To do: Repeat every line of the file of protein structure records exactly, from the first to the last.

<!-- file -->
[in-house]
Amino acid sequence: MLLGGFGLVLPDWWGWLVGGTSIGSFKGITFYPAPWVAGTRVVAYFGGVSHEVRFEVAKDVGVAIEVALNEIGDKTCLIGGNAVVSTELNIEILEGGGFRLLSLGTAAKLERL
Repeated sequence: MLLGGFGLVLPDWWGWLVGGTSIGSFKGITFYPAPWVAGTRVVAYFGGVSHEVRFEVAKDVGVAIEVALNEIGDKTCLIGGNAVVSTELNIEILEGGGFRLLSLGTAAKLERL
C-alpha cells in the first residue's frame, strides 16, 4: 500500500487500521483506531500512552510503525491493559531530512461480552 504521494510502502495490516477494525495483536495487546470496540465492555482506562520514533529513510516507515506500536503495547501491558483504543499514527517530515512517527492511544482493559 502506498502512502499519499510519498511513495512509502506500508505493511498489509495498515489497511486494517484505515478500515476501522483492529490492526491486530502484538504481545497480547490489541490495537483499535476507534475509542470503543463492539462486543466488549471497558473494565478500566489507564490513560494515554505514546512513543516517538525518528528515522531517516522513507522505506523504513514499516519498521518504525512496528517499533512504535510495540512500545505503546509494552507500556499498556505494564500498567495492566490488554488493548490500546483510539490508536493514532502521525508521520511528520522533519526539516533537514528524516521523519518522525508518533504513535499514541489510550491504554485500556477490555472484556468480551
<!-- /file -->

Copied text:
[in-house]
Amino acid sequence: MLLGGFGLVLPDWWGWLVGGTSIGSFKGITFYPAPWVAGTRVVAYFGGVSHEVRFEVAKDVGVAIEVALNEIGDKTCLIGGNAVVSTELNIEILEGGGFRLLSLGTAAKLERL
Repeated sequence: MLLGGFGLVLPDWWGWLVGGTSIGSFKGITFYPAPWVAGTRVVAYFGGVSHEVRFEVAKDVGVAIEVALNEIGDKTCLIGGNAVVSTELNIEILEGGGFRLLSLGTAAKLERL
C-alpha cells in the first residue's frame, strides 16, 4: 500500500487500521483506531500512552510503525491493559531530512461480552 504521494510502502495490516477494525495483536495487546470496540465492555482506562520514533529513510516507515506500536503495547501491558483504543499514527517530515512517527492511544482493559 502506498502512502499519499510519498511513495512509502506500508505493511498489509495498515489497511486494517484505515478500515476501522483492529490492526491486530502484538504481545497480547490489541490495537483499535476507534475509542470503543463492539462486543466488549471497558473494565478500566489507564490513560494515554505514546512513543516517538525518528528515522531517516522513507522505506523504513514499516519498521518504525512496528517499533512504535510495540512500545505503546509494552507500556499498556505494564500498567495492566490488554488493548490500546483510539490508536493514532502521525508521520511528520522533519526539516533537514528524516521523519518522525508518533504513535499514541489510550491504554485500556477490555472484556468480551